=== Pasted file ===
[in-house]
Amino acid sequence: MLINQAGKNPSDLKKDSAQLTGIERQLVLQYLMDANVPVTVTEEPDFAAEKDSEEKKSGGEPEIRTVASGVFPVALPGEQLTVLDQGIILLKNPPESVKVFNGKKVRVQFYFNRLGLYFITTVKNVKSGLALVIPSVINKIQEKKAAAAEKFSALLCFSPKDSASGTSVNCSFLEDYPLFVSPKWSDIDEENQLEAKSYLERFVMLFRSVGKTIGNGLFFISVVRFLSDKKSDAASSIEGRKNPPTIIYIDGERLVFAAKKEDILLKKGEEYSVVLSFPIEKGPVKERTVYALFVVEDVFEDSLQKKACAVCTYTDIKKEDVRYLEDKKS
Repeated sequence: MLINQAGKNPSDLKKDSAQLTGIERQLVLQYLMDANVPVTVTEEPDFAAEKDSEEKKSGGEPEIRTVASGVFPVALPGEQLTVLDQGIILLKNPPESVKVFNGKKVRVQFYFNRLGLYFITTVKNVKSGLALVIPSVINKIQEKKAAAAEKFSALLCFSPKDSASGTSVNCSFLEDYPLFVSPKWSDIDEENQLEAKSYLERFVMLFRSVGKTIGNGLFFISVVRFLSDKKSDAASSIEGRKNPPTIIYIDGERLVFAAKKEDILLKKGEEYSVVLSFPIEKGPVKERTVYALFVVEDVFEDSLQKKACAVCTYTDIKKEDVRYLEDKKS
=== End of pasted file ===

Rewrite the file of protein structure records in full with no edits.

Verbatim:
[in-house]
Amino acid sequence: MLINQAGKNPSDLKKDSAQLTGIERQLVLQYLMDANVPVTVTEEPDFAAEKDSEEKKSGGEPEIRTVASGVFPVALPGEQLTVLDQGIILLKNPPESVKVFNGKKVRVQFYFNRLGLYFITTVKNVKSGLALVIPSVINKIQEKKAAAAEKFSALLCFSPKDSASGTSVNCSFLEDYPLFVSPKWSDIDEENQLEAKSYLERFVMLFRSVGKTIGNGLFFISVVRFLSDKKSDAASSIEGRKNPPTIIYIDGERLVFAAKKEDILLKKGEEYSVVLSFPIEKGPVKERTVYALFVVEDVFEDSLQKKACAVCTYTDIKKEDVRYLEDKKS
Repeated sequence: MLINQAGKNPSDLKKDSAQLTGIERQLVLQYLMDANVPVTVTEEPDFAAEKDSEEKKSGGEPEIRTVASGVFPVALPGEQLTVLDQGIILLKNPPESVKVFNGKKVRVQFYFNRLGLYFITTVKNVKSGLALVIPSVINKIQEKKAAAAEKFSALLCFSPKDSASGTSVNCSFLEDYPLFVSPKWSDIDEENQLEAKSYLERFVMLFRSVGKTIGNGLFFISVVRFLSDKKSDAASSIEGRKNPPTIIYIDGERLVFAAKKEDILLKKGEEYSVVLSFPIEKGPVKERTVYALFVVEDVFEDSLQKKACAVCTYTDIKKEDVRYLEDKKS